Kaleidescape M500 Movie Player Rips Blu-Ray Discs

Illustration for article titled Kaleidescape M500 Movie Player Rips Blu-Ray Discs

Kaleidescape, the multi-room home movie server that Bruce Wayne would totally use if he had any time to watch movies, has tweaked its UI and added Blu-ray support with the M500 and M300 players. But there's a catch.


Kaleidescape's new M500 player works just like their old ones: you load a disc—CD, DVD, or now Blu-ray—and the player copies it in pristine quality onto a home server. But movie studios, in their crusade to squelch piracy in all its forms, wrote a provision in the Blu-ray licensing agreement requiring the disc to be physically present whenever a copy of the movie is played. As such, to watch a copy of a Blu-ray movie on an M500, or one of the satellite M300 players, the disc must be present in an M500 somewhere on your network.

That's sort of a bummer when one of the distinct pleasures of having a movie server is boxing up all those discs, tucking them away in storage, and forgetting they ever existed, though Kaleidescape is promising a 100+ disc loader in the first half of next year that will eliminate some of your tray-loading hassle. And still, it's nice to see a company standing tall against the studios and offering consumers some flexibility about how they watch the media they buy.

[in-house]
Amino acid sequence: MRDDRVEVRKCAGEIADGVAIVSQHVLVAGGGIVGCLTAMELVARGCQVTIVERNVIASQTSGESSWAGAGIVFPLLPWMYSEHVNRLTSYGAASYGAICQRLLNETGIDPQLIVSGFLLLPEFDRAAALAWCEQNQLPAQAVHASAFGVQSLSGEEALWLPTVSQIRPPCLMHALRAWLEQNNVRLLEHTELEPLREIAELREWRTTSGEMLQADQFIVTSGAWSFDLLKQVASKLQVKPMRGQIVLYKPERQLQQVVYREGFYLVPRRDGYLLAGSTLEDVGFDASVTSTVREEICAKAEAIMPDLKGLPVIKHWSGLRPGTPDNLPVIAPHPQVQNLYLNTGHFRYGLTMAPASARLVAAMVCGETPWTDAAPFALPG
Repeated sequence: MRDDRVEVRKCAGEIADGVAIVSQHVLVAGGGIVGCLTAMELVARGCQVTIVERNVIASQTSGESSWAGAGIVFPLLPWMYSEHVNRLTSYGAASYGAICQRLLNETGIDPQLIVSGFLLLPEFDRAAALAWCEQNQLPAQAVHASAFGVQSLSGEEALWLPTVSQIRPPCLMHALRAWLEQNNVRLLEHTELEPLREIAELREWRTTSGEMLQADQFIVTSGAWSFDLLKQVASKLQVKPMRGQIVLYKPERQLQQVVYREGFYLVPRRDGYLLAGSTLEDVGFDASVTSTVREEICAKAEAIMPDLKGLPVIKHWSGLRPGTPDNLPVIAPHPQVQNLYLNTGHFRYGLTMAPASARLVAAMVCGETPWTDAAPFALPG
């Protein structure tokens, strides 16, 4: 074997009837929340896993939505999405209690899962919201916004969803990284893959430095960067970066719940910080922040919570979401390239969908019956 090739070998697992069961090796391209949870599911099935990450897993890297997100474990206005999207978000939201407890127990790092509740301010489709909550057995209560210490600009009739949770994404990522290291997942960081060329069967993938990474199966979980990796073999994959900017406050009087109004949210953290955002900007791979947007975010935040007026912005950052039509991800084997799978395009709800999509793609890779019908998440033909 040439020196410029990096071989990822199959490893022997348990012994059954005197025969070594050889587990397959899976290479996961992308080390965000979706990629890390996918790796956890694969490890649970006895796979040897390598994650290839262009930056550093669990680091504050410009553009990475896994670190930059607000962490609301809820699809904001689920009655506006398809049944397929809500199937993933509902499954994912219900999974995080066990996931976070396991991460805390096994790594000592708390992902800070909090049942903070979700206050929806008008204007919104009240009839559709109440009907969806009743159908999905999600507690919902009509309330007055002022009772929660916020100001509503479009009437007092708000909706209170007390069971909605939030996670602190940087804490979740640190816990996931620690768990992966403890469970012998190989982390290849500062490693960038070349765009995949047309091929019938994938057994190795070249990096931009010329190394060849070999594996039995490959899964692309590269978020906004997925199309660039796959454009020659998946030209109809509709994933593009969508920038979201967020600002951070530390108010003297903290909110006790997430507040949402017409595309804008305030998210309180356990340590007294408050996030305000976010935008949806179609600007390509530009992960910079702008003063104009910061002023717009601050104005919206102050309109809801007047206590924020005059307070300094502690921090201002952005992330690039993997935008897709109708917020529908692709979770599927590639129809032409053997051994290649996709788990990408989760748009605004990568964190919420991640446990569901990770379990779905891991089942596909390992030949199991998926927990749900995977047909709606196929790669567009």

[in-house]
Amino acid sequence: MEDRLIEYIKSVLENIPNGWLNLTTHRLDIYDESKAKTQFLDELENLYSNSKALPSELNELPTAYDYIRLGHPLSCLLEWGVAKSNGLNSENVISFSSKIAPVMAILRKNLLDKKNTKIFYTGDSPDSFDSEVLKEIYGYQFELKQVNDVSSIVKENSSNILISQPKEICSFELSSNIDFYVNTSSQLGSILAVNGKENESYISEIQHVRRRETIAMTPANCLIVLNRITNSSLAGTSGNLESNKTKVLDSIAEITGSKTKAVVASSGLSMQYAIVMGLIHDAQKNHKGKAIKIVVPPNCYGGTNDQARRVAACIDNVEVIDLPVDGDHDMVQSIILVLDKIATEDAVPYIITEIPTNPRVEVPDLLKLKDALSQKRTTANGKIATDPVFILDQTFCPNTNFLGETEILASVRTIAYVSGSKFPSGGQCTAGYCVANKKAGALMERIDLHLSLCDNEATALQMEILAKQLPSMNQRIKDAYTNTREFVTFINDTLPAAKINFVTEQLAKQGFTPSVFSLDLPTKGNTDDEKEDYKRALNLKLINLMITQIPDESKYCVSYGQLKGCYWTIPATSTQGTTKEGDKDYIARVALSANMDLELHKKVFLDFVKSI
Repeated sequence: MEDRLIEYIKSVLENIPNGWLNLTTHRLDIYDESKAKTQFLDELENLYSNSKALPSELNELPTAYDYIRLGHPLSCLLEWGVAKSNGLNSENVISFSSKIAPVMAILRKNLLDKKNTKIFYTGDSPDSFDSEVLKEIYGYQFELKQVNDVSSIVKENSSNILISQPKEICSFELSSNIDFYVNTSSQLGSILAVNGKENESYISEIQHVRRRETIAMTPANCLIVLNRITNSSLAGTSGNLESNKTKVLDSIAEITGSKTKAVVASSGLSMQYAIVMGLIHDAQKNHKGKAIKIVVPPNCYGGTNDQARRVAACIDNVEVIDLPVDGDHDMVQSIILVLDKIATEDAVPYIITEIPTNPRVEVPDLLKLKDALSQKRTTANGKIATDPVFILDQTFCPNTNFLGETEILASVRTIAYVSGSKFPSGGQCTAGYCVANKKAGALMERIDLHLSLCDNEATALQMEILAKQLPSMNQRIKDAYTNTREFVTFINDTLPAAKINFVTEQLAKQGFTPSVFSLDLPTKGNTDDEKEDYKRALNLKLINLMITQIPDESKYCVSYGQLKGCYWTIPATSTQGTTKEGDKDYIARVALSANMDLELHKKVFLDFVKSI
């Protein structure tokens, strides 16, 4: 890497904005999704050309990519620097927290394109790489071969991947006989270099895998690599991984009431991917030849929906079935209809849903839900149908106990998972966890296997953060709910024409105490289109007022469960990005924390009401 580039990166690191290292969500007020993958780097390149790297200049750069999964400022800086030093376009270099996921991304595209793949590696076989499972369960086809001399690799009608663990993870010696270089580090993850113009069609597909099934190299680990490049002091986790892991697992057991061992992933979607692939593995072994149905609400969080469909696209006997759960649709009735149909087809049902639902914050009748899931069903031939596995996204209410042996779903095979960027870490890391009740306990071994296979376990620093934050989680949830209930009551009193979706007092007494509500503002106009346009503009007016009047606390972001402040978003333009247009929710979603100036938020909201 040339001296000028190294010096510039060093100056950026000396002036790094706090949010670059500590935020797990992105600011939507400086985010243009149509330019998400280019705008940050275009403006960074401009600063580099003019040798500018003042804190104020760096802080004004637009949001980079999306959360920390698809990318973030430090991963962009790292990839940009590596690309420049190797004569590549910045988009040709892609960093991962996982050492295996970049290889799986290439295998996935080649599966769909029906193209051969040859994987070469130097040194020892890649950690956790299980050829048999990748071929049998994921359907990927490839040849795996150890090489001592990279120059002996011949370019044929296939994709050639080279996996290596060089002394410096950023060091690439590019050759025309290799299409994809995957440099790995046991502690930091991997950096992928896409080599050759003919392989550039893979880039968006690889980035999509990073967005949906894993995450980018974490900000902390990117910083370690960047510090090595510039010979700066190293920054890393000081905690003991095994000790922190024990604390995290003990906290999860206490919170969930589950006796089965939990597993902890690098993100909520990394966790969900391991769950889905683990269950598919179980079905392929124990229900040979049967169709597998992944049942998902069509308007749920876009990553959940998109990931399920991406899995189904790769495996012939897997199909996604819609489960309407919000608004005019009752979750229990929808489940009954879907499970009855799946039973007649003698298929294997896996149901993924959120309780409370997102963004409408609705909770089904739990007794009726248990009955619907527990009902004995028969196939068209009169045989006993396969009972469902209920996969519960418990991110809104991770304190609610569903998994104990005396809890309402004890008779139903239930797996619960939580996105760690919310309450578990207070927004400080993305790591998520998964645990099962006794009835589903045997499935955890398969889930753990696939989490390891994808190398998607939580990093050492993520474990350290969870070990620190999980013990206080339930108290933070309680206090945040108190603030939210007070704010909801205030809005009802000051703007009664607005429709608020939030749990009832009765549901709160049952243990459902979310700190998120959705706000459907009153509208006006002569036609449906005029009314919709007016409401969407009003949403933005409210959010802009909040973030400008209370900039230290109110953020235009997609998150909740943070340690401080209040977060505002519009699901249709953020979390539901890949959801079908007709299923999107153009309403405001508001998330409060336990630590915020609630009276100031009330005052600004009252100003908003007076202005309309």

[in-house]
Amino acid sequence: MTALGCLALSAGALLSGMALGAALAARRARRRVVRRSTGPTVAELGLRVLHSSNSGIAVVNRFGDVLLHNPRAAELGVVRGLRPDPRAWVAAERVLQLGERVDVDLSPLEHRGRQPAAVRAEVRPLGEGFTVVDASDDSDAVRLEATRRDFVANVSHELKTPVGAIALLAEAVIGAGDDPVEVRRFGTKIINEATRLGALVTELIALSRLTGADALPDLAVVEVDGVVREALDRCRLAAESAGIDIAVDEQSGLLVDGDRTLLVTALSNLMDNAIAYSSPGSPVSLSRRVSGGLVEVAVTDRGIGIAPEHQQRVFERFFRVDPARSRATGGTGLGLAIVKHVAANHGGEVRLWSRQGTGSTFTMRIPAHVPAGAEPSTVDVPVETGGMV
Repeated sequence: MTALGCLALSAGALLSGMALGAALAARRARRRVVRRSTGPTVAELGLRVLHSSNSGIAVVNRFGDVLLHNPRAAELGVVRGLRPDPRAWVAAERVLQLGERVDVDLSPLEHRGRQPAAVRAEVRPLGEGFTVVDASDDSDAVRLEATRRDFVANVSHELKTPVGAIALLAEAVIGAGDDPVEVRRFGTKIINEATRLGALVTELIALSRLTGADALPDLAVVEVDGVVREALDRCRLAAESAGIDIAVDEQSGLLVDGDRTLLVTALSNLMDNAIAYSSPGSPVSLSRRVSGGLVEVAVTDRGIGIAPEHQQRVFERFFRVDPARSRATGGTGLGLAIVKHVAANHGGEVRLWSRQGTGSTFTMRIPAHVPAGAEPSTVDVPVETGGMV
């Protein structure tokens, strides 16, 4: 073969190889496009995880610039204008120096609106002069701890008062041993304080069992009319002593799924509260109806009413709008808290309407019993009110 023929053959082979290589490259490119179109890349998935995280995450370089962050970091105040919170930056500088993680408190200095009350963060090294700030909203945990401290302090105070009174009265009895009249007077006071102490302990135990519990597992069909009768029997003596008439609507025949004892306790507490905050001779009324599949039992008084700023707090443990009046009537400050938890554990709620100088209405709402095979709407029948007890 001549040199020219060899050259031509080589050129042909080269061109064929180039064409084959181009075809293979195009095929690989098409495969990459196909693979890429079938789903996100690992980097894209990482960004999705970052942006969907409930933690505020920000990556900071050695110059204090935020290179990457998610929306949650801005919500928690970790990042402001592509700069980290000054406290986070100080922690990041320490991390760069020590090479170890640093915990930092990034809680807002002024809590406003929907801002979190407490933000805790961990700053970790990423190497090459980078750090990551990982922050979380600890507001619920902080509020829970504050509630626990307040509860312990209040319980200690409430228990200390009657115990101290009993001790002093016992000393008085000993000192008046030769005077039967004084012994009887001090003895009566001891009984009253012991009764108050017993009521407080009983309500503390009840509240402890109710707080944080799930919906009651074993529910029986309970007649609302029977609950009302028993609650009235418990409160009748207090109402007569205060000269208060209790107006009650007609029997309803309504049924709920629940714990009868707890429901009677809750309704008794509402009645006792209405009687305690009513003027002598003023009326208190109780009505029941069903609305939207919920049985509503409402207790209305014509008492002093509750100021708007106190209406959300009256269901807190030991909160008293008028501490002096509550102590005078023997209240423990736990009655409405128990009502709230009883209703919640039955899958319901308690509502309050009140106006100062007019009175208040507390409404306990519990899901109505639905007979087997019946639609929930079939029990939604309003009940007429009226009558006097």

Aside from that limitation, Kaleidescape's still a very rad, somewhat extravagant way to experience your library of media. Having 1080p copies of all your movies means you can skip all that pre-menu mumbo jumbo—when you hit play, the movie starts—and the M500 and M300, in addition to being built on all new architecture, introduce some nice polish to the UI. You can start building your Bat Cave the movie server it deserves on May 18 with the M500 ($3,995) or the M300 ($2,495). [Kaleidescape]



As far as I know, from what I've seen on the DVD-only Kaleidescape systems, you do not just skip to the main title. It is actually copying, verbatim, the entire disc, including menus, trailers, etc. And I've seen the disc images start from the DVD's start, not the film's start. Just FYI. Could change with the Blu-ray version, but wasn't that suppose to be the case with Blu-ray and HD-DVD any how? I remember that being a sales pitch that lasted all of one movie (Million Dollar Baby, I think). That's on the studios, though. DVD could do the same thing, obviously.

The UI is great. The biggest advantage to the Kaleidescape system is multiple players can play different titles at once, unlike a DVD or BRD carrosell with video distribution, where only one disc can be played at a time, then split to different monitors. The BRD carrosell will be a must in this case, so you can have all discs physically loaded, and watch multiple titles in multiple locations within the home.